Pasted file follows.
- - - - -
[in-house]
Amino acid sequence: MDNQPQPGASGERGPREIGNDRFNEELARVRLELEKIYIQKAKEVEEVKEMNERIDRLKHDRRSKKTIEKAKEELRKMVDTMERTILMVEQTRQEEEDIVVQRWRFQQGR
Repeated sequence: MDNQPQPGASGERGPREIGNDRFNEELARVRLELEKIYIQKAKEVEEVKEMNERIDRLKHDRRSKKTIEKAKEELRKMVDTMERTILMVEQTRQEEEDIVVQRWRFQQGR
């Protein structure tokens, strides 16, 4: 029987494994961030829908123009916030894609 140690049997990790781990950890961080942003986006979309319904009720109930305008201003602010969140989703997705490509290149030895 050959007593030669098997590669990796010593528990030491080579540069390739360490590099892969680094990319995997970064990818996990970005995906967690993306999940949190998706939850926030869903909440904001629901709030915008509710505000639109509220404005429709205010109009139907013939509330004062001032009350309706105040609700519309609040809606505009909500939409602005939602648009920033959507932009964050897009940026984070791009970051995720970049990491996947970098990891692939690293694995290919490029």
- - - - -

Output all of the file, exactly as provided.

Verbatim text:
[in-house]
Amino acid sequence: MDNQPQPGASGERGPREIGNDRFNEELARVRLELEKIYIQKAKEVEEVKEMNERIDRLKHDRRSKKTIEKAKEELRKMVDTMERTILMVEQTRQEEEDIVVQRWRFQQGR
Repeated sequence: MDNQPQPGASGERGPREIGNDRFNEELARVRLELEKIYIQKAKEVEEVKEMNERIDRLKHDRRSKKTIEKAKEELRKMVDTMERTILMVEQTRQEEEDIVVQRWRFQQGR
């Protein structure tokens, strides 16, 4: 029987494994961030829908123009916030894609 140690049997990790781990950890961080942003986006979309319904009720109930305008201003602010969140989703997705490509290149030895 050959007593030669098997590669990796010593528990030491080579540069390739360490590099892969680094990319995997970064990818996990970005995906967690993306999940949190998706939850926030869903909440904001629901709030915008509710505000639109509220404005429709205010109009139907013939509330004062001032009350309706105040609700519309609040809606505009909500939409602005939602648009920033959507932009964050897009940026984070791009970051995720970049990491996947970098990891692939690293694995290919490029």